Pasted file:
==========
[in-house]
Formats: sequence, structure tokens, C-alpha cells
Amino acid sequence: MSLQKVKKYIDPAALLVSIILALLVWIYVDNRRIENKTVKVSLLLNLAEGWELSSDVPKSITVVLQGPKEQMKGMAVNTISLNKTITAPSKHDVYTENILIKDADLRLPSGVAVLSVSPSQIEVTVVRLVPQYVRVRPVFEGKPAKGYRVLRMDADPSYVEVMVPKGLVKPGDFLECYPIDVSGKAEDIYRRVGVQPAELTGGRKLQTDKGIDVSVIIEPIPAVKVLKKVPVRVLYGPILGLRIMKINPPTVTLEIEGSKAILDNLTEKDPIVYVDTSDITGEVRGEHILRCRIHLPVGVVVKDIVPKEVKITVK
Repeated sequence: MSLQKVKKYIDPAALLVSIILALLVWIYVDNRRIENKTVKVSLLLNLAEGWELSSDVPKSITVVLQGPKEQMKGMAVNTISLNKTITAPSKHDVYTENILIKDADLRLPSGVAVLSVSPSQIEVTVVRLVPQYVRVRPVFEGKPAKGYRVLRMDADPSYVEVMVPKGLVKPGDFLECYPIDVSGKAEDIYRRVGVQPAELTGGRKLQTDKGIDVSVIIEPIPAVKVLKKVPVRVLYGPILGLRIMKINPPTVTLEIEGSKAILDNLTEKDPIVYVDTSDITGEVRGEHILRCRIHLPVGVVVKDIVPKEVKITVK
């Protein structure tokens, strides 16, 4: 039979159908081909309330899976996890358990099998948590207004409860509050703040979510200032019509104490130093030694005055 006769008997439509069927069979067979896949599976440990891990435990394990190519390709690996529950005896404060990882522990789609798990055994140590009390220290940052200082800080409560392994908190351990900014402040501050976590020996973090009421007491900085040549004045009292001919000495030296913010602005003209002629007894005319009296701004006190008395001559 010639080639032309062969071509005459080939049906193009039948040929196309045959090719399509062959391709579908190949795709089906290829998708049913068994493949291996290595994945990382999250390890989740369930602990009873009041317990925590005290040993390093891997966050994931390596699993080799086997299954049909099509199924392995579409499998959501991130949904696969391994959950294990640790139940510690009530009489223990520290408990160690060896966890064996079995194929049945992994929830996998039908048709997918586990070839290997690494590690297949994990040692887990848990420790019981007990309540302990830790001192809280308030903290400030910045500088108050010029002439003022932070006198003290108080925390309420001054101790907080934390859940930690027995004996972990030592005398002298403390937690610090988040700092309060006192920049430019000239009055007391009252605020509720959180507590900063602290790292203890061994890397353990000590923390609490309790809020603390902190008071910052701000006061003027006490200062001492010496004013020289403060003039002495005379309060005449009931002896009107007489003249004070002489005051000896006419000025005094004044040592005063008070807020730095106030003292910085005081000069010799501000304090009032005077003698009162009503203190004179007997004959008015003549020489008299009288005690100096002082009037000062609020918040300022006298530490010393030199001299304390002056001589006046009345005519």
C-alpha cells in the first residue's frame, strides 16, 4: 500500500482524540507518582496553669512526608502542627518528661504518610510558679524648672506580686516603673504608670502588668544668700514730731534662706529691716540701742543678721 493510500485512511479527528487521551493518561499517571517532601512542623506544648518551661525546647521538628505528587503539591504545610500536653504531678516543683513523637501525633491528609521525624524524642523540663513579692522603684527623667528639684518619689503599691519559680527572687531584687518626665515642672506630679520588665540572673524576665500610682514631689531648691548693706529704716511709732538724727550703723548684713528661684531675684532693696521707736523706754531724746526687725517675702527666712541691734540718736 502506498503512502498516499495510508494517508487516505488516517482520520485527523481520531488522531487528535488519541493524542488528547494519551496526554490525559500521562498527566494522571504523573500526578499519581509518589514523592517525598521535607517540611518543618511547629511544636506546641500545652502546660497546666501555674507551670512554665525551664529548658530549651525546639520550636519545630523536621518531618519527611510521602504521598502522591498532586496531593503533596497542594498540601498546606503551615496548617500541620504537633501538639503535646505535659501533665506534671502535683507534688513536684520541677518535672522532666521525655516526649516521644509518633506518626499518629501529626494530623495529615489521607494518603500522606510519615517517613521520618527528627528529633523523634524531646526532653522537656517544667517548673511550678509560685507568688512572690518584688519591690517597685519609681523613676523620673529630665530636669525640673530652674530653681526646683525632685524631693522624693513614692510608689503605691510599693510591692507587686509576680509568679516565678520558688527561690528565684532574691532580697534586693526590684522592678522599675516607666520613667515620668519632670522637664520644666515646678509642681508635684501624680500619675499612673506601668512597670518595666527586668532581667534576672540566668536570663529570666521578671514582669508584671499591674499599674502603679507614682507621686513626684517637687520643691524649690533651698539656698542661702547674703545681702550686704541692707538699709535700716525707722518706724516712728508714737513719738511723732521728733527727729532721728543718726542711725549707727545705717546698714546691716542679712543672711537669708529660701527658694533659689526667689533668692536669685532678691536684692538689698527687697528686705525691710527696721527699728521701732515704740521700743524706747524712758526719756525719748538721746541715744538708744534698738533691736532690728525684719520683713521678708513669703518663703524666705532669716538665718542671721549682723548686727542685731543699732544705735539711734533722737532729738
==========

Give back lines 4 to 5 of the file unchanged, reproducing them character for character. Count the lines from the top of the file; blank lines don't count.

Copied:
Repeated sequence: MSLQKVKKYIDPAALLVSIILALLVWIYVDNRRIENKTVKVSLLLNLAEGWELSSDVPKSITVVLQGPKEQMKGMAVNTISLNKTITAPSKHDVYTENILIKDADLRLPSGVAVLSVSPSQIEVTVVRLVPQYVRVRPVFEGKPAKGYRVLRMDADPSYVEVMVPKGLVKPGDFLECYPIDVSGKAEDIYRRVGVQPAELTGGRKLQTDKGIDVSVIIEPIPAVKVLKKVPVRVLYGPILGLRIMKINPPTVTLEIEGSKAILDNLTEKDPIVYVDTSDITGEVRGEHILRCRIHLPVGVVVKDIVPKEVKITVK
């Protein structure tokens, strides 16, 4: 039979159908081909309330899976996890358990099998948590207004409860509050703040979510200032019509104490130093030694005055 006769008997439509069927069979067979896949599976440990891990435990394990190519390709690996529950005896404060990882522990789609798990055994140590009390220290940052200082800080409560392994908190351990900014402040501050976590020996973090009421007491900085040549004045009292001919000495030296913010602005003209002629007894005319009296701004006190008395001559 010639080639032309062969071509005459080939049906193009039948040929196309045959090719399509062959391709579908190949795709089906290829998708049913068994493949291996290595994945990382999250390890989740369930602990009873009041317990925590005290040993390093891997966050994931390596699993080799086997299954049909099509199924392995579409499998959501991130949904696969391994959950294990640790139940510690009530009489223990520290408990160690060896966890064996079995194929049945992994929830996998039908048709997918586990070839290997690494590690297949994990040692887990848990420790019981007990309540302990830790001192809280308030903290400030910045500088108050010029002439003022932070006198003290108080925390309420001054101790907080934390859940930690027995004996972990030592005398002298403390937690610090988040700092309060006192920049430019000239009055007391009252605020509720959180507590900063602290790292203890061994890397353990000590923390609490309790809020603390902190008071910052701000006061003027006490200062001492010496004013020289403060003039002495005379309060005449009931002896009107007489003249004070002489005051000896006419000025005094004044040592005063008070807020730095106030003292910085005081000069010799501000304090009032005077003698009162009503203190004179007997004959008015003549020489008299009288005690100096002082009037000062609020918040300022006298530490010393030199001299304390002056001589006046009345005519």